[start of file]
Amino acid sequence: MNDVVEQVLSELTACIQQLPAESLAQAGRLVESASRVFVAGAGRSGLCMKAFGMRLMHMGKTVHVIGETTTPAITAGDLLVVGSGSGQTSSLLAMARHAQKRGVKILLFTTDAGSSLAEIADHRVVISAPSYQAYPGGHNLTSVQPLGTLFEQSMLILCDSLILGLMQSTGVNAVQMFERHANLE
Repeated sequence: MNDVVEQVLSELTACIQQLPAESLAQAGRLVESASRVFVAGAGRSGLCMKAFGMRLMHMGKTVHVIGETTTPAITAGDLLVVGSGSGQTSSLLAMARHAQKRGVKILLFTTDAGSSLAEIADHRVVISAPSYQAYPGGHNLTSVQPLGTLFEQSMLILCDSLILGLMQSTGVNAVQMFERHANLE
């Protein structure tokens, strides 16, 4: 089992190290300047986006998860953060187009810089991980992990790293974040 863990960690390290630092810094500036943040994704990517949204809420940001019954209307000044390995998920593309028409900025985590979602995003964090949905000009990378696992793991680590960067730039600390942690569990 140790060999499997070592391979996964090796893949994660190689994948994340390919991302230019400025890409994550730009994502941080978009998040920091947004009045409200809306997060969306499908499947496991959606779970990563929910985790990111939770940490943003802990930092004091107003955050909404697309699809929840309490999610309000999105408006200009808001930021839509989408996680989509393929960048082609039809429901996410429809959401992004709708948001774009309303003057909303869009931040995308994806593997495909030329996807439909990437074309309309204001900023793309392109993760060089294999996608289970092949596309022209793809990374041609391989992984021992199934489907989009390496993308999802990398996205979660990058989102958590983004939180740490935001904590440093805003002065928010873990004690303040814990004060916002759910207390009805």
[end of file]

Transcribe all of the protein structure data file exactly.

Amino acid sequence: MNDVVEQVLSELTACIQQLPAESLAQAGRLVESASRVFVAGAGRSGLCMKAFGMRLMHMGKTVHVIGETTTPAITAGDLLVVGSGSGQTSSLLAMARHAQKRGVKILLFTTDAGSSLAEIADHRVVISAPSYQAYPGGHNLTSVQPLGTLFEQSMLILCDSLILGLMQSTGVNAVQMFERHANLE
Repeated sequence: MNDVVEQVLSELTACIQQLPAESLAQAGRLVESASRVFVAGAGRSGLCMKAFGMRLMHMGKTVHVIGETTTPAITAGDLLVVGSGSGQTSSLLAMARHAQKRGVKILLFTTDAGSSLAEIADHRVVISAPSYQAYPGGHNLTSVQPLGTLFEQSMLILCDSLILGLMQSTGVNAVQMFERHANLE
């Protein structure tokens, strides 16, 4: 089992190290300047986006998860953060187009810089991980992990790293974040 863990960690390290630092810094500036943040994704990517949204809420940001019954209307000044390995998920593309028409900025985590979602995003964090949905000009990378696992793991680590960067730039600390942690569990 140790060999499997070592391979996964090796893949994660190689994948994340390919991302230019400025890409994550730009994502941080978009998040920091947004009045409200809306997060969306499908499947496991959606779970990563929910985790990111939770940490943003802990930092004091107003955050909404697309699809929840309490999610309000999105408006200009808001930021839509989408996680989509393929960048082609039809429901996410429809959401992004709708948001774009309303003057909303869009931040995308994806593997495909030329996807439909990437074309309309204001900023793309392109993760060089294999996608289970092949596309022209793809990374041609391989992984021992199934489907989009390496993308999802990398996205979660990058989102958590983004939180740490935001904590440093805003002065928010873990004690303040814990004060916002759910207390009805």